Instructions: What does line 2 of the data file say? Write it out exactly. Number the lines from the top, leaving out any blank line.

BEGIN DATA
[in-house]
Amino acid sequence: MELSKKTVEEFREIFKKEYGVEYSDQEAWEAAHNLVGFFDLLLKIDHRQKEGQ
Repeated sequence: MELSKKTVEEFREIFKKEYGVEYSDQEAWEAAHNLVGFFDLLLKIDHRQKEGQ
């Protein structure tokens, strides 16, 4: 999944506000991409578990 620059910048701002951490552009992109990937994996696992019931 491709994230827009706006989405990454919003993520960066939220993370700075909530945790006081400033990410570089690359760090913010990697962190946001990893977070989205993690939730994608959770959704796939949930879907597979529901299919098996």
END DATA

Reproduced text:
Amino acid sequence: MELSKKTVEEFREIFKKEYGVEYSDQEAWEAAHNLVGFFDLLLKIDHRQKEGQ